Sheehan says APD used force against protestors because of name calling, distractions

Why did the APD pepper spray, shove and strike a small group of protesters at South Station on Monday evening? Albany Police Chief Eric Hawkins and Mayor Kathy Sheehan told reporters during a press conference today that police took action because they were called names and were being distracted by a bright light and bullhorn carried by two separate protesters. A 14-year-old girl was sprayed in the melee. 

Sheehan likened the incident to the January 6th Capitol Insurrection, and also indicated it brought up memories of protests in Albany last May in the wake of the murder of George Floyd. Those protests escalated, resulting in the APD deploying military vehicles and a considerable amount of tear gas–tear gas that flooded nearby homes and made it difficult for elderly residents to breathe. 

In multiple videos from multiple angles, Lt. Devin Anderson can be seen grabbing and then pushing a bullhorn back into the face of Chandler Hickenbottom. Hickenbottom says the force of Anderson’s action pushed her teeth through her lips.

All of Us, the protest group who had a number of members at the station on Monday issued this statement in response to Sheehan’s conference.

“Today’s press conference held by Mayor Sheehan and Chief Hawkins reinforces how entrenched racism is in policing and to what lengths those in positions of power will go to justify and protect the systems and institutions that harm our BIPOC communities every day. Mayor Sheehan should be ashamed of herself attempting to invoke fear by comparing the BLM protest of approximately 50 individuals on Wednesday (with maybe a dozen near the station door) to the insurrection of white supremacists that happened in DC on January 6th. The mayor and the chief were intentional with their language. We must be steadfast in our commitment to transforming our cities.”

During the conference Hawkins commended his officers for showing so much “restraint” and implied something much worse could have happened if they were not so well trained in de-escalation. Hawkins said his officers are trained to do away with “distractions” like a bullhorn during escalating situations. 

The mayor and chief showed video clips from building cameras and body-worn cameras to put forward their own narrative of events. Their video was highly edited and the body-camera footage was periodically blacked out by officers’’ hands during the montage.

Sheehan decried the media for believing reports and streams from protesters and not “getting the other side of the story.” Multiple media outlets were on the scene during the protests, and video detailing the tear gassing was shot and shared by a Times Union reporter. Sheehan said that protesters’ videos are from a certain perspective and edited.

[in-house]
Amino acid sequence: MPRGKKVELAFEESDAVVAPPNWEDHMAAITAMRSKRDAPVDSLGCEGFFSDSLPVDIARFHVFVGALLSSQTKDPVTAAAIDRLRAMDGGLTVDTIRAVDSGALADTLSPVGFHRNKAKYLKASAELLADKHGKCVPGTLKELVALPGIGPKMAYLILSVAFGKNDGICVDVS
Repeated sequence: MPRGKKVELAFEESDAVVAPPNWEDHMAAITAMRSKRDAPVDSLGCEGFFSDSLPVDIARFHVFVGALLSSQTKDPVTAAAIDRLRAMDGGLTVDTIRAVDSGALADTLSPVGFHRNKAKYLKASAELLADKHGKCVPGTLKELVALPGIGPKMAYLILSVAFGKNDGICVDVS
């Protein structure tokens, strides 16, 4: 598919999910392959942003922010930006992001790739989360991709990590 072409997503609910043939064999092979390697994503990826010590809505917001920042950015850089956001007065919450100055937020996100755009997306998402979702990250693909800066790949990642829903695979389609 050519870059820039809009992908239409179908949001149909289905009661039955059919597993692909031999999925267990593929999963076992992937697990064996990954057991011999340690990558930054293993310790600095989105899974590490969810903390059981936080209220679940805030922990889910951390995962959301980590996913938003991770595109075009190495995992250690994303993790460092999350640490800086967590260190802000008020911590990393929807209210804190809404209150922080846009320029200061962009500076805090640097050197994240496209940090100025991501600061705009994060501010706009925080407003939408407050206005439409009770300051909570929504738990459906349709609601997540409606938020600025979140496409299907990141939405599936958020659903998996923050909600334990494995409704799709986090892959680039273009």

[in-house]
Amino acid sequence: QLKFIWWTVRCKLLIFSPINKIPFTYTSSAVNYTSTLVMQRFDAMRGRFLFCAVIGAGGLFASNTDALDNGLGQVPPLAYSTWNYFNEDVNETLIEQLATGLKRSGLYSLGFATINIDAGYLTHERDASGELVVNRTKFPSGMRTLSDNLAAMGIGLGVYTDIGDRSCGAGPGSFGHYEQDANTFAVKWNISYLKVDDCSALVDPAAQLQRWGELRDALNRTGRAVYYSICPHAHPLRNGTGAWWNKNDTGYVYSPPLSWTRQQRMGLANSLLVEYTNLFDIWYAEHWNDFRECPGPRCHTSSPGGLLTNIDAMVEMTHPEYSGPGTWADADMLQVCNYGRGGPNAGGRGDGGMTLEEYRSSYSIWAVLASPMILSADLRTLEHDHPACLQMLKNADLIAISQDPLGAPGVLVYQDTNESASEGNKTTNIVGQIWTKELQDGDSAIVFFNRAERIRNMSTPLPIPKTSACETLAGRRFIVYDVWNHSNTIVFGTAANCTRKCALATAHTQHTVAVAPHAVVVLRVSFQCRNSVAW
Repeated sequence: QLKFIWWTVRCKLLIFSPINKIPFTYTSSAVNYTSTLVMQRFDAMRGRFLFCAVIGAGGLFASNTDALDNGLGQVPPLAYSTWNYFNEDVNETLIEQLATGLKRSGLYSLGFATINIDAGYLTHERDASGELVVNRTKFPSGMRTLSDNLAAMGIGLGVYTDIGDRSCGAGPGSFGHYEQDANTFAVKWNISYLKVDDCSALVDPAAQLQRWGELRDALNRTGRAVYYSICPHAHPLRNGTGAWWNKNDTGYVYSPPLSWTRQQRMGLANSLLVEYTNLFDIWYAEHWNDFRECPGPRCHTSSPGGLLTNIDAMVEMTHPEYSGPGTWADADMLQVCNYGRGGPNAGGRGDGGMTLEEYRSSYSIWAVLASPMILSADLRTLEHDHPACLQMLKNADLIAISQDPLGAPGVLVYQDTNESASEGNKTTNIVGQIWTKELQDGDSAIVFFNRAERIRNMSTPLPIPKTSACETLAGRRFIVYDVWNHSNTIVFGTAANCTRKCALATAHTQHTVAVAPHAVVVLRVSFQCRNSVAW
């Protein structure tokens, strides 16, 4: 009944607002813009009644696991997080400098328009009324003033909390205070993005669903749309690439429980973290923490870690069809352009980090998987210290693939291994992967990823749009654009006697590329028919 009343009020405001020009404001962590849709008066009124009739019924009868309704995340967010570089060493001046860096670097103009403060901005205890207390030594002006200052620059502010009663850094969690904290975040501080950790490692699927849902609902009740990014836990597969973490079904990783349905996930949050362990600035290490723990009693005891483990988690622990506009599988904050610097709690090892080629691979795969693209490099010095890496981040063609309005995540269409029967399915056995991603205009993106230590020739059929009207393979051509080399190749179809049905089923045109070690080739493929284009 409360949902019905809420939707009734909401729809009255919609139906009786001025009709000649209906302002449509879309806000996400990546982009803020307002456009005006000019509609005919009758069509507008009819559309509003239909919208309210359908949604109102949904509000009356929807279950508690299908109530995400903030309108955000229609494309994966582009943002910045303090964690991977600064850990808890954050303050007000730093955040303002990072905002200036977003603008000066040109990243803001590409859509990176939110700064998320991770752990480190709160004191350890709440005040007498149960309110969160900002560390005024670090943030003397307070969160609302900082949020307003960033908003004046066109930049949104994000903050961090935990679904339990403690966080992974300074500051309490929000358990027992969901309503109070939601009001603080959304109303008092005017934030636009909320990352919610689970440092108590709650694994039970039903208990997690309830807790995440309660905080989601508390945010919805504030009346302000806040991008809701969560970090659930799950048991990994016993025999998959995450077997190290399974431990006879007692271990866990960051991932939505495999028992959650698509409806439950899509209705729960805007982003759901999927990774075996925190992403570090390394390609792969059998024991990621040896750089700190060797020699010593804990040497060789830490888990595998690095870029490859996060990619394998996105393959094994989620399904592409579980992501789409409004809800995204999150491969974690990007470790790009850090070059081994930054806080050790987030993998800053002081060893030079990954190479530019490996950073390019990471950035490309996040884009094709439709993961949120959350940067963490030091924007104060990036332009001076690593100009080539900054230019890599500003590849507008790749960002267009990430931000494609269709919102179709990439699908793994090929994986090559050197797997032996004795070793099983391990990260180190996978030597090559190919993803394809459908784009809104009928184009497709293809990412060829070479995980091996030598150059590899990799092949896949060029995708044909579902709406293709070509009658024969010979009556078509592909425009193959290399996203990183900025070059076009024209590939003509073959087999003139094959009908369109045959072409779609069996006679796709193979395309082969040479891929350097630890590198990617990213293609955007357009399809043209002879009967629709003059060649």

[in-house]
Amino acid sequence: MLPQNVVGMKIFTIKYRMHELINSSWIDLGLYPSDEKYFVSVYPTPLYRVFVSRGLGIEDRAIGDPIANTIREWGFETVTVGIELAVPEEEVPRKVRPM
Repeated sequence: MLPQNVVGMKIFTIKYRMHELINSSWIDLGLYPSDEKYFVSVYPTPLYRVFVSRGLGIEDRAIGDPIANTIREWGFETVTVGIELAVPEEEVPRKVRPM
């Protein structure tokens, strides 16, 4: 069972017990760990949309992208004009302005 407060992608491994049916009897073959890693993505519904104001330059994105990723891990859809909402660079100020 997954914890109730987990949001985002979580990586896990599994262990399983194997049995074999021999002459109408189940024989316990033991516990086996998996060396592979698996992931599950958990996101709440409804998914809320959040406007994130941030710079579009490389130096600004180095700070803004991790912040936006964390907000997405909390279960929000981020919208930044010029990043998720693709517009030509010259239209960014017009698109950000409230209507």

The other side missing in media accounts, according to Sheehan and Hawkins, was that police were inconvenienced and frightened by the small group of protesters, and as Hawkins put it, there was violence against a building, by which he meant a window of the police station was broken by a protester. 

Protesters have highlighted the fact that Anderson has been the subject of two civil rights lawsuits–one in 2012 and another in 2017, he was accused of abuse and excessive force. 

Anderson was also the subject of a 2020 WAMC article on police reform in Albany. In the article, Anderson is quoted blaming the press for making police look bad. “I do not believe the people I work with make decisions based on race. It’s as easy as that. Yes, we are primarily in the inner city neighborhoods, which are primarily minority but that’s because that’s where we’re called for service. That’s where we’re needed. It’s not… It’s not a racial thing,” he says. 

Anderson continues to lament the position of police officers, saying, “I do believe that law enforcement has become the main target for society’s problems right now.”

Sheehan was asked about her plan to veto any legislation that outright bans use of tear gas by the APD. That subject was a focus of a Common Council meeting that took place on Monday almost concurrently with the protests. We first reported that Sheehan told members she would veto any outright ban on Monday night. 

Sheehan said she’d surveyed cities across the country and found no outright bans, and would not support one because she did not want to tie officers’ hands. She explained that might leave the APD in a position of not responding to a riot or only responding with physical violence. 

Experts and activists assert that this is a false choice and police need to train in de-escalation and other techniques. 

Protesters plan to rally in Albany this Sunday for a tear-gas ban and Anderson’s firing. 

 

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